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Another selenium suit targets Patriot Coal

On the heels of a favorable federal court ruling earlier this week and two more major lawsuits, environmental groups today filed another case over selenium pollution related to mountaintop removal coal mining.

This one targets two Patriot Coal subsidiaries, Catenary Coal Co. and Hobet Mining LLC.  Specifically, the suit alleges continuing selenium violations at the Samples Mining complex and at mines related to the Hobet 21 complex.

By the way, here’s some interesting commentary about selenium from the Union of Concerned Scientists:

Selenium is a naturally occurring element that is discharged into the environment through mining activity. While selenium is an important micronutrient, it can be toxic to fish, birds and other wildlife in even small concentrations.

Of course, coal industry officials continue to dismiss concerns about selenium, with some pointing to its presence in vitamin supplements and the like. But it’s important to remember that, despite its nutritional value at low levels, selenium has a very narrow margin of safety — the different between the amount that is healthy and safe and the amount that is dangerous — in both humans and other animals.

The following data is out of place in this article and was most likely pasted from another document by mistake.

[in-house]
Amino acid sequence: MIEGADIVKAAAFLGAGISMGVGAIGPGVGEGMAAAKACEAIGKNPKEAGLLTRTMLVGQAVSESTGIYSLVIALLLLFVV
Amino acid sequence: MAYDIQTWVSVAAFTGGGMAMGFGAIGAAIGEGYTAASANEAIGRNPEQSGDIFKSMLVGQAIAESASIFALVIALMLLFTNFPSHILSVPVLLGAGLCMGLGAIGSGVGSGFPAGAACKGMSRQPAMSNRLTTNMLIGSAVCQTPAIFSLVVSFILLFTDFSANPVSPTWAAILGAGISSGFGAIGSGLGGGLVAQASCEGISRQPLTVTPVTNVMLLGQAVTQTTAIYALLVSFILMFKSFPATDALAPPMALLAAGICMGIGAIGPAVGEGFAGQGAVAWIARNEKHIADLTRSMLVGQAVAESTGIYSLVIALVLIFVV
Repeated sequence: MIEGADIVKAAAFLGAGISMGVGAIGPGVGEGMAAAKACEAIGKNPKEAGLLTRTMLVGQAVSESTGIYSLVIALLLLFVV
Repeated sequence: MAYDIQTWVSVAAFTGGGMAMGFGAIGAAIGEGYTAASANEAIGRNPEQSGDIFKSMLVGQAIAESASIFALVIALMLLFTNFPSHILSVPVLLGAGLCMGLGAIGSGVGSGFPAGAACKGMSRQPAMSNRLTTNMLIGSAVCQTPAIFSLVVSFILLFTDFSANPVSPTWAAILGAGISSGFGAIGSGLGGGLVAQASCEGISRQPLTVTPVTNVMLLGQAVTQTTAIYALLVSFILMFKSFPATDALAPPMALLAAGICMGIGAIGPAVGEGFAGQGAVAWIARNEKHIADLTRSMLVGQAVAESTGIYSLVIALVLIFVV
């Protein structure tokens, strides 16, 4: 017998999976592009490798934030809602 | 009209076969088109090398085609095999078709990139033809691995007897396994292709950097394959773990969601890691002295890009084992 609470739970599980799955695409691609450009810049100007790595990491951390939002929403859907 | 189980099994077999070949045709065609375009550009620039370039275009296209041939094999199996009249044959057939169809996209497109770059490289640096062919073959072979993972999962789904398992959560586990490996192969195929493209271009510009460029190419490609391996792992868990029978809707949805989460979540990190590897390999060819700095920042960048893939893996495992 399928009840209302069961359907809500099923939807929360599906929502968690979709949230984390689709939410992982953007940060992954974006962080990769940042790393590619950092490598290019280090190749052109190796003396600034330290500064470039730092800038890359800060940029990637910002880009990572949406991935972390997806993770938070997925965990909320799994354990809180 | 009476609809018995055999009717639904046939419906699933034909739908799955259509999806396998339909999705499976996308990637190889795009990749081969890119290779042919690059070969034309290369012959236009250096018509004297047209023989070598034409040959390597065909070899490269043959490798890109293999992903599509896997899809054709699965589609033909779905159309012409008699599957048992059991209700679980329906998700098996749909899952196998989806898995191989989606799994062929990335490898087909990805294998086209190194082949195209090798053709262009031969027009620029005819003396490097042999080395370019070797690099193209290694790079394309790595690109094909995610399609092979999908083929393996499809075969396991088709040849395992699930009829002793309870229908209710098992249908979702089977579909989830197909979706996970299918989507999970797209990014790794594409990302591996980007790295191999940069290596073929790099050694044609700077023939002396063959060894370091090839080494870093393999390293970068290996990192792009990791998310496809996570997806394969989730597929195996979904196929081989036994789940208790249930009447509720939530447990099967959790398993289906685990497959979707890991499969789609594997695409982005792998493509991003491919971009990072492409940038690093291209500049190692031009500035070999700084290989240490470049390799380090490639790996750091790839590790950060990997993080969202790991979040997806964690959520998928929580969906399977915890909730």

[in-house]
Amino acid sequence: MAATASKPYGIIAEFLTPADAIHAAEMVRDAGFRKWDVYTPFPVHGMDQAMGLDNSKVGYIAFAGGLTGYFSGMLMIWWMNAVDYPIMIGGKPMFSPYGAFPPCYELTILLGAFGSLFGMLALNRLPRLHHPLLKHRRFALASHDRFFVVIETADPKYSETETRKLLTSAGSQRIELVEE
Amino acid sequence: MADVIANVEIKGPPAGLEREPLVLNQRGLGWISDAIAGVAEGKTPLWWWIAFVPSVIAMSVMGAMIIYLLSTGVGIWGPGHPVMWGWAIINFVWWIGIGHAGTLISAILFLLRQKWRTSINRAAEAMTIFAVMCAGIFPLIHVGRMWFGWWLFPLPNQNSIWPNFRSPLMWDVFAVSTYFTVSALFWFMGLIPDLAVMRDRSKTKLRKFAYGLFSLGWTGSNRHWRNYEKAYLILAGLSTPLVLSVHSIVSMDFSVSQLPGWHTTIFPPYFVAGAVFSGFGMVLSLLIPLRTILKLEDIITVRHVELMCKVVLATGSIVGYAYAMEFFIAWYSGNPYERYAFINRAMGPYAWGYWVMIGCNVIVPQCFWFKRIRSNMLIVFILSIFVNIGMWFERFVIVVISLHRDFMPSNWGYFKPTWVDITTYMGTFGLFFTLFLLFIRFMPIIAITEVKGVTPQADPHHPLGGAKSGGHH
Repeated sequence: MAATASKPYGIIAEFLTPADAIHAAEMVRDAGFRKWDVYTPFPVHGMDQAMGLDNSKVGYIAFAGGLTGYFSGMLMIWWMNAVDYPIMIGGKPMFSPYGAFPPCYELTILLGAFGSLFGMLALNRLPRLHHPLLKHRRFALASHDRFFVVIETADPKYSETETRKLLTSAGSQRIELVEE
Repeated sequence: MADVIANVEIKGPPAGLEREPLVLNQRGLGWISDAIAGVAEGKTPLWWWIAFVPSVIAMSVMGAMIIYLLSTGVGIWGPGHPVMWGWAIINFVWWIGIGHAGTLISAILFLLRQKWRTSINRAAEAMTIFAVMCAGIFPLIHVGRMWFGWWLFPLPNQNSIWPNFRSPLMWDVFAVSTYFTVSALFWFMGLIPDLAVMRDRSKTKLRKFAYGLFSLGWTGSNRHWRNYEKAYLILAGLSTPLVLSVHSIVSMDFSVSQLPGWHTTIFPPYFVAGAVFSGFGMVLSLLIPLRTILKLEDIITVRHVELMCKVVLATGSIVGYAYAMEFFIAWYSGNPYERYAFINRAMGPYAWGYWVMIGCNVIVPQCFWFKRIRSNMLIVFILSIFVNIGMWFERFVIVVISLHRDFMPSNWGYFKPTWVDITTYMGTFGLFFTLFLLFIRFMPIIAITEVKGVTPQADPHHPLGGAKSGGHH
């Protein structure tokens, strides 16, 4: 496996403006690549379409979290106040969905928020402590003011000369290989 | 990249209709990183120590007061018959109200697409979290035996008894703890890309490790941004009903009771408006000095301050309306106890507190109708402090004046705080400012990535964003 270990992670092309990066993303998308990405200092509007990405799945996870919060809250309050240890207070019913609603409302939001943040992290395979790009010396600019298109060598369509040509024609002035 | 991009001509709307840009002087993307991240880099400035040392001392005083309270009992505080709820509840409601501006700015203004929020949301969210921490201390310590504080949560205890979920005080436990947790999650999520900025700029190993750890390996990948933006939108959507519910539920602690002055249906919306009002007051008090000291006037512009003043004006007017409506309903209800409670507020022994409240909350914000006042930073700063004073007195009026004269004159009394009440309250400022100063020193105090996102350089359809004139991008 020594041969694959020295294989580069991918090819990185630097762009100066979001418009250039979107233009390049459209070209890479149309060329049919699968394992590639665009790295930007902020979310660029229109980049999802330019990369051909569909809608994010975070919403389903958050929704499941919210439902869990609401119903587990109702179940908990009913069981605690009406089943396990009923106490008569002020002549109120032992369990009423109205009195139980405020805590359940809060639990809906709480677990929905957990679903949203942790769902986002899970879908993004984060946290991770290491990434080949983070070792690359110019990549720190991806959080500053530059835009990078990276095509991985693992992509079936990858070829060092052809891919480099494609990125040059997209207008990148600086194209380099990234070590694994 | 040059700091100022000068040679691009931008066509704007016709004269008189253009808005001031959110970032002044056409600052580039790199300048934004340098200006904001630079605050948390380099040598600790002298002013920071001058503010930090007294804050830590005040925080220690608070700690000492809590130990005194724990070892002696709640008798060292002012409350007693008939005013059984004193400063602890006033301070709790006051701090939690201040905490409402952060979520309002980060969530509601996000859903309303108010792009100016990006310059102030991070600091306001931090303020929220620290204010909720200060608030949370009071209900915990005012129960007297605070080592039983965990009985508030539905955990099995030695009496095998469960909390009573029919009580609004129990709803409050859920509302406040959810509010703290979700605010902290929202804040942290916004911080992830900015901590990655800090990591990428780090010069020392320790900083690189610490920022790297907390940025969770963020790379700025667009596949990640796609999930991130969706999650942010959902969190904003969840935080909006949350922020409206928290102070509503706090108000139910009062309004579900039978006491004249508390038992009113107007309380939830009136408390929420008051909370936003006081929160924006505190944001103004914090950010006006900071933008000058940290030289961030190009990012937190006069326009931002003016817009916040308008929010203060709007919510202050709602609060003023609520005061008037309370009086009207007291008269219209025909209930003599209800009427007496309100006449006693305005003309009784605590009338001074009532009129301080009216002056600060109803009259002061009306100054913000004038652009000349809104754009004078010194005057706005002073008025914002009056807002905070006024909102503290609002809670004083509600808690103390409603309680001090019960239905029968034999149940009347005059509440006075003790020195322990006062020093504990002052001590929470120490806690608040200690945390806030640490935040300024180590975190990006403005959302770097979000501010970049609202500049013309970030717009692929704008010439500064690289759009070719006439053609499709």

And more to the point where mountaintop removal is concerned, we know that one of the world’s top experts on selenium has concluded that mining pollution has already left one West Virginia watershed on the brink of a major toxic event related to selenium.

The selenium issue is clearly heating up again, so stay tuned …

Earlier today, the Ohio Valley Environmental Coalition and other groups filed two major new lawsuits in their continuing effort to stop illegal discharges of toxic selenium from coal-mining operations in West Virginia.

The suits were filed in U.S. District Court here in Charleston in Huntington against subsidiaries of Richmond, Va.-based Massey Energy and St. Louis-based Arch Coal.